At just 17, he became Bayern’s youngest goalscorer in the Champions League earlier this season and looks very comfortable playing alongside world-class talents such as Robert Lewandowski and Thomas Muller.
On Saturday he scored with a formidable effort in his side’s 1-1 draw with Union Berlin to remind the world of his efficiency in front of goal.
But despite the tearing of the record books since joining Bayern in 2019, it is in the UK that Musiala’s football education has been stepped up.
Having left Germany as a youngster, Musiala went through Chelsea Academy while attending Whitgift – an independent school in south London that has a history of helping develop players who have become outstanding professionals, including England international Callum Hudson. Odoi and former Nigerian international Victor Moses.
“I think from the start Jamal was always marked for greatness. Jamal just stood out, his goal was phenomenal.”
Musiala has kept in touch with Martin and the Bayern prodigy still calls his former teacher “Monsieur”.
“He is extremely respectful of those around him, but he has an unwavering determination, confidence and self-confidence in himself, which is not arrogance. Far from it,” said Martin .
“I think that’s probably why he’s doing so well at the moment, he’s respectful of those around him. He’s obviously respectful of the world-class players he plays with at Bayern Munich and learns from them.
“But also, on the inside, I know Jamal will believe in himself and believe he’s as good as them and obviously I think he’s showing that right now.
“When he steps onto the pitch he doesn’t turn into a rampaging monster, but he goes from a calm and respectful boy to a world-class athlete.”
Martin still remembers the first time he saw Musiala play, when he was around 10 or 11 years old. Unfortunately for Whitgift’s director of football, it was for an opposing team.
“I think we were absolutely hit 8-4 by this school that came out of nowhere, that we didn’t really hear about,” he said with a laugh.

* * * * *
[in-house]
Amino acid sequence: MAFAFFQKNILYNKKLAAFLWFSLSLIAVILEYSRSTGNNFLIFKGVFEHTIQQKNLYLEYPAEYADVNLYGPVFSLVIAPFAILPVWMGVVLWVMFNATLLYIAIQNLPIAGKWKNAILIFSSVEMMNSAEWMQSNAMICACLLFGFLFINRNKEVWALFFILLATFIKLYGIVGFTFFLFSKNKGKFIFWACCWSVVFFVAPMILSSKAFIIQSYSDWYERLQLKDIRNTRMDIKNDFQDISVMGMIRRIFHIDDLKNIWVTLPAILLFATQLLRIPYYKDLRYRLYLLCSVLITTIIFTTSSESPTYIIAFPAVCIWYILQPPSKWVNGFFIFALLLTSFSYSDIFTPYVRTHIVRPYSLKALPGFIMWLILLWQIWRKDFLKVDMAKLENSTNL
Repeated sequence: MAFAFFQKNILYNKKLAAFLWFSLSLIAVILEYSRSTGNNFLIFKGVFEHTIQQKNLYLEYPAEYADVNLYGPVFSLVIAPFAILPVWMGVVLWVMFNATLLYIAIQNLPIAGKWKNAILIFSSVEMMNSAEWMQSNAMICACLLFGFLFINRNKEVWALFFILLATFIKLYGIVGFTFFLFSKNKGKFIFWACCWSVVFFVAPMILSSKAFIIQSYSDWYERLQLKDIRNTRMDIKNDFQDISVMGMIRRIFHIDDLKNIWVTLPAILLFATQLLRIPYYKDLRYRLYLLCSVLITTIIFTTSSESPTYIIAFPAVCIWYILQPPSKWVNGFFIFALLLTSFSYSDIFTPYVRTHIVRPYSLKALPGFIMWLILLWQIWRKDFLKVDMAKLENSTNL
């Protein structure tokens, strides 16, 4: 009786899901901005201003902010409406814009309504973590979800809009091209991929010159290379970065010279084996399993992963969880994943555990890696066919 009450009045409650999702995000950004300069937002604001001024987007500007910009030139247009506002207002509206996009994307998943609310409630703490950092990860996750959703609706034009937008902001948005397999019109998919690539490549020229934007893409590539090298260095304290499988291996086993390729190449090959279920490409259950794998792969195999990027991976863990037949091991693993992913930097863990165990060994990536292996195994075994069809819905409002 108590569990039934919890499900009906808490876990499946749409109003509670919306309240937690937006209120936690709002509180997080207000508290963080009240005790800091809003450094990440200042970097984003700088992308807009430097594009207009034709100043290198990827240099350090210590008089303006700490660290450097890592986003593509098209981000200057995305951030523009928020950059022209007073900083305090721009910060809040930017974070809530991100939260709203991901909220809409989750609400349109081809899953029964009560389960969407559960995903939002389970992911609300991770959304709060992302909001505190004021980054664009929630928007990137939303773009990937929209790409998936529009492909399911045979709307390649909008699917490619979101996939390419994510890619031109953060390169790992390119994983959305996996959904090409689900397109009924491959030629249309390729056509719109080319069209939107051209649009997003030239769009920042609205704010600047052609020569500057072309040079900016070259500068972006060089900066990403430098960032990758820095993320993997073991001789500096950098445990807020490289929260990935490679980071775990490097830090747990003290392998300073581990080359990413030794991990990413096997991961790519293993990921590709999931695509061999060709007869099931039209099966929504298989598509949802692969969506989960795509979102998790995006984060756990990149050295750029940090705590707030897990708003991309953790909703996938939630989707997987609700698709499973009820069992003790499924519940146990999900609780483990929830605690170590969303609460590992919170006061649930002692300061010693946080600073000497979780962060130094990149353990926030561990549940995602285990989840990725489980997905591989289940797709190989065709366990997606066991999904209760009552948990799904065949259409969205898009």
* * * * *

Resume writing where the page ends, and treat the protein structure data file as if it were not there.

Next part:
“Jamal played that day and I think he scored five of eight. So I remember him. He was a bit of a nervous little character but as soon as the game started he was electric. Absolutely amazing. . “
Seven goals in one game
In less than a year, Martin saw that Musiala, who was already on the Chelsea books, had applied to join the school and was happy to see him play in a Whitgift kit.
Without having any official ties, the school has built a reputation and relationships with many local professional clubs – 27 current students are part of football academies around London.
In addition to providing the youngsters with elite coaching, Martin and his team also act as a liaison to help these boys balance their time between academic activities and the tasks of the football academy.
He took responsibility for managing Musiala’s schedule during his time at Whitgift and certainly reaped the rewards.
According to Martin, Musiala went on to score 122 goals in 36 appearances during his three years at Whitgift.
Two matches in particular still stand out to this day. The first was in an away game that involved hours of travel by minibus to face a rival team.
The game was called off shortly after the second half with Whitgift 10-0. Musiala had scored seven and, according to Martin, practically won the game with his first three touches of the ball.
But while his offensive prowess was obvious to see, his maturity and determination also shone through.
Martin remembers another match where a young Musiala was “kicked from the pillar to the post” by the opposition. After a word of encouragement in his ear at half-time, Musiala came out and won the match with two goals.
“That just sums it up,” Martin added. “His attitude and application was incredible … his drive and desire.
“He would be upset if he went out and didn’t score the chances he was given. His standards were so high. It was amazing.”
This is in part because Martin, who has played professionally himself, is fully aware that only a small percentage of players will ever make a career in the game.
“There is nothing wrong with these boys dreaming and wanting to be the next Callum and Jamal and using them as a yardstick,” Martin said. “It helps develop and improve them at their own pace.
“I think that’s the beauty of our school, that we can help the boys who might be the next Callum and Jamal, but at the other end of the scale we can also help and improve the boys who aspire to. be it, but unfortunately it will only ever be a dream.
“Listen, let them live their dream and let them enjoy it and progress at their own pace.”
Martin remains reluctant to use players like Musiala to motivate the current crop, but remains inherently proud of helping his former student reach the top.
“To see his rise in six years is, yes, pride. Huge pride, I guess,” he said, beaming at the memory of seeing Musiala make his international debut.
“It’s going to sound cheesy, but it would be like seeing my own son play and represent Bayern Munich and Germany. It really is.”
Trophies are now on Musiala’s agenda. Bayern are seven points ahead as they seek to win another Bundesliga title, but face a tougher test in the Champions League quarter-finals.
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